Entering Japan (at the airport)

All foreigners, including foreign residents, get fingerprinted and photographed upon entering Japan as a measure aimed at preventing terrorism.  You will be required to complete a couple of forms.  You may experience long queues at immigration. If you are a UK citizen you only need a valid passport and you will be entitled to enter Japan as a “temporary visitor” for up to 90 days.


On this Just You holiday all excursions are included there are no optional excursions.

Food and Drink

The water in Japan is safe to drink, but it is likely to taste different to water at home, you may prefer to drink bottled water. Although tap water in hotels is safe to drink it doesn’t suit everyone.

There are several meals included in your holiday which gives you the opportunity to try various kinds of Japanese cuisine.  The food is quite different from the food you eat at home.  Restaurants in Japan range from mobile food stands to centuries old ryotei, atmospheric drinking places, seasonally erected terraces over rivers, cheap chain shops and unique theme restaurants.

If the food is not to your taste there are plenty of convenience stores where you can pick up snacks. But I would encourage you all to try different kinds of food as it is all part of the Japanese experience.

To get the most from your Japanese experience, be adventurous and try as many different Japanese foods as you can.


English is not widely spoken in Japan. However, we have local guides throughout our tour.


Porterage is not included in the holiday.  Generally, when we are using the Bullet Train, your main suitcase will be transported to the next hotel in a van and will not travel with us on the train.  Please ensure that you use the Just You luggage labels that you have been provided on both your main luggage and your hand luggage.  That will help me to identify you and for to see who else is travelling on this tour.


Japan has strict rules in place for taking medicine into Japan for personal use.

The use or possession of some common prescription and over-the-counter medicines are banned under Japan’s strictly enforced anti-stimulant drugs law. This includes Vicks inhalers, medicines for allergies and sinus problems, cold and flu medication containing Pseudoephedrine and even some over-the-counter painkillers like those containing codeine. Foreign nationals have been detained and deported for offences - ignorance may not be considered a defence. You should check the status of your medication with the nearest Japanese Embassy or Consulate before you travel.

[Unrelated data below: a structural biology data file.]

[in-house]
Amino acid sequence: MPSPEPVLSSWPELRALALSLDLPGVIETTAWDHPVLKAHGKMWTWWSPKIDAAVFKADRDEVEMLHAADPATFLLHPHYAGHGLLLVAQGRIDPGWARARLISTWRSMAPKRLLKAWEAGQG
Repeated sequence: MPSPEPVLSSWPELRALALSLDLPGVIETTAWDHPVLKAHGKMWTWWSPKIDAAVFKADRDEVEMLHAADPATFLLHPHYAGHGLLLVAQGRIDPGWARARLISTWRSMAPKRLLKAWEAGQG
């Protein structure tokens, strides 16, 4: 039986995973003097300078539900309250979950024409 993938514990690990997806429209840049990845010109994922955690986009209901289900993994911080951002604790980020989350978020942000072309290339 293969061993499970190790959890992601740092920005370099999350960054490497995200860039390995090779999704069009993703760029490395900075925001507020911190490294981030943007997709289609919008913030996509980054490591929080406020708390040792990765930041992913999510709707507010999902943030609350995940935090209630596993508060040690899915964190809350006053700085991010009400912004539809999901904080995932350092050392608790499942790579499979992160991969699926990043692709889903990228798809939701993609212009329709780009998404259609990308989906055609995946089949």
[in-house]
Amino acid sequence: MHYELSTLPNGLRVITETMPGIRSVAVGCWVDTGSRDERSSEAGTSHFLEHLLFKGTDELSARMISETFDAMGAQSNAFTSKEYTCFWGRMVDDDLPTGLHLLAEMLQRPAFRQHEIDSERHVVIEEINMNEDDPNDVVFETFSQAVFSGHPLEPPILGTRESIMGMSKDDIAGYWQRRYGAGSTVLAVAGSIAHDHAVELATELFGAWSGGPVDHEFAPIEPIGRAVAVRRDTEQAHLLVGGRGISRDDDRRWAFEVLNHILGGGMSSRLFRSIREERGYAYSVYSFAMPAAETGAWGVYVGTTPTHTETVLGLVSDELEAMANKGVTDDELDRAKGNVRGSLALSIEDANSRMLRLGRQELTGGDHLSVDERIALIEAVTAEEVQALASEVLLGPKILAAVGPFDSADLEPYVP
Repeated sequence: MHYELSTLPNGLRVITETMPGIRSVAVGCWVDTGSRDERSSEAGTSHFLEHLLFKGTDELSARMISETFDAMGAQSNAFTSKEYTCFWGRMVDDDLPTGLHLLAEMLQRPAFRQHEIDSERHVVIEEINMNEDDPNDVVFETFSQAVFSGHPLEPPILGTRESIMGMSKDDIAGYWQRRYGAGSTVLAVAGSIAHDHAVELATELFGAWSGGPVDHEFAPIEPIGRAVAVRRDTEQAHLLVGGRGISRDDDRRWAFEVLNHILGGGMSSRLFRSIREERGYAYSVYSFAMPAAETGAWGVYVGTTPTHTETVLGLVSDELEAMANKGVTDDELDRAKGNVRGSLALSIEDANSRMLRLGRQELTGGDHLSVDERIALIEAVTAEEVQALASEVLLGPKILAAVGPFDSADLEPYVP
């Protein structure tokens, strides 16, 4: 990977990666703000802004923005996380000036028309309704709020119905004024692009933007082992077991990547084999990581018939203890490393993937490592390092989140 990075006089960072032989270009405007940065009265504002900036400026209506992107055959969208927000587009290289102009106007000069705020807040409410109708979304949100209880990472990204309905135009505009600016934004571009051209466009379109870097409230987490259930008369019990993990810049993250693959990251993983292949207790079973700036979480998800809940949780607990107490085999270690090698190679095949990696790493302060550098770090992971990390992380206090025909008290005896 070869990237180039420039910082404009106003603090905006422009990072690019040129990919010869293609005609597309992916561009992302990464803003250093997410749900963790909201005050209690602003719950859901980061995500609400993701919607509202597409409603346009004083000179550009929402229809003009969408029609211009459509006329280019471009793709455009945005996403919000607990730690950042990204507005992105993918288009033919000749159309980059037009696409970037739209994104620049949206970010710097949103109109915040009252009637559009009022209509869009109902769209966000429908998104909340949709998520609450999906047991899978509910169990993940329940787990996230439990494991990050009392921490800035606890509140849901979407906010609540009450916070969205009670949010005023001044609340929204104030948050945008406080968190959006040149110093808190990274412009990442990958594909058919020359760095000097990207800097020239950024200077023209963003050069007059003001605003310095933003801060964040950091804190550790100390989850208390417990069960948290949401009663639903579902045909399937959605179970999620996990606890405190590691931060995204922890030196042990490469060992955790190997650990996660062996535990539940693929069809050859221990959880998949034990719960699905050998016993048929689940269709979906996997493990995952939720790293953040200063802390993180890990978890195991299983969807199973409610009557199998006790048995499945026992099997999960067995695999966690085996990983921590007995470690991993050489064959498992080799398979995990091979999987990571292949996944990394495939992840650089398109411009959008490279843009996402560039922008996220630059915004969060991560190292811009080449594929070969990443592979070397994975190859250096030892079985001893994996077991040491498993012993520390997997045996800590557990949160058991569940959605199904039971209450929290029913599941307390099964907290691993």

The currency of Japan is written “. Its currency sign is “¥” and is written “Yen” or “JPY” in foreign characters. Consumption tax in Japan is 8%. Currently, whether indicated prices are tax-included or not is up to the store. Please ask the staff if the prices include tax or not before making your purchase if you would like to know how much you must spend. The current exchange rate (as at March 2019) is circa £1 = 148 Yen.  The actual exchange rate you receive will vary depending on where you buy your Japanese Yen.

ATM machines can often be found in Post Offices and near to 7-11 stores.


Play it safe: Assume that prices in Japan already include gratuity in the form of a service charge, so tips are not expected in a restaurant or a taxi. However, if you would like to thank your local guides and drivers for their service tips can be left at your discretion. The tip should be presented as more of a gift than simply additional cash or payment for services.


You will find that the toilets are quite different from what you are used to at home, you will find both Western and Japanese (squat) style toilets. You will find it useful to carry tissues with you (toilet paper is often absent from some of the toilets) and hand sanitiser as you may find that some of the toilets do not have any soap. You will often find that there are no hand towels present in the toilets.

Other Tips

It is always a good idea to keep a copy of your Passport.  Bring copies of your travel insurance.  If you're bringing prescription medications with you, remember to pack the prescription slip or a note from your doctor, in the event customs officials question you about the nature of the medicine.

To make a telephone call from Japan to United Kingdom,  + 44, followed by the phone number (dropping the first 0). Calls can be expensive.  Check with your mobile provider to see if they offer any special packages.

I am excited to be leading this wonderful tour again and look forward to meeting you all. I wish you all a holiday to remember and a trip that will give you many new friends.

Best Wishes